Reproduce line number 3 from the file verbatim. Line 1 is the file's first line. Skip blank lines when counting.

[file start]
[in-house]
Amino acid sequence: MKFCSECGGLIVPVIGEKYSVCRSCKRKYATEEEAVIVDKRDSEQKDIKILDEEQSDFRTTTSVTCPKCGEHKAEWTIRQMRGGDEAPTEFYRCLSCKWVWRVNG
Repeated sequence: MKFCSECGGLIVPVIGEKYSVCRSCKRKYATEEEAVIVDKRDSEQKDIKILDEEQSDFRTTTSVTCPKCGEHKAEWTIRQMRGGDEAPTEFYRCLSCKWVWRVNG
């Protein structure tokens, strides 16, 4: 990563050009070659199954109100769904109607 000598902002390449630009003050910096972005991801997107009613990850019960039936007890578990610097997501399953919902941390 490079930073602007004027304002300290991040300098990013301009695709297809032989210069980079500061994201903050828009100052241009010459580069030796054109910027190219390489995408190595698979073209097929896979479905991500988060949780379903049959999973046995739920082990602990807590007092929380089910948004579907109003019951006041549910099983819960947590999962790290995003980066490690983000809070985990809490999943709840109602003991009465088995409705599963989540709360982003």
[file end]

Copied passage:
Repeated sequence: MKFCSECGGLIVPVIGEKYSVCRSCKRKYATEEEAVIVDKRDSEQKDIKILDEEQSDFRTTTSVTCPKCGEHKAEWTIRQMRGGDEAPTEFYRCLSCKWVWRVNG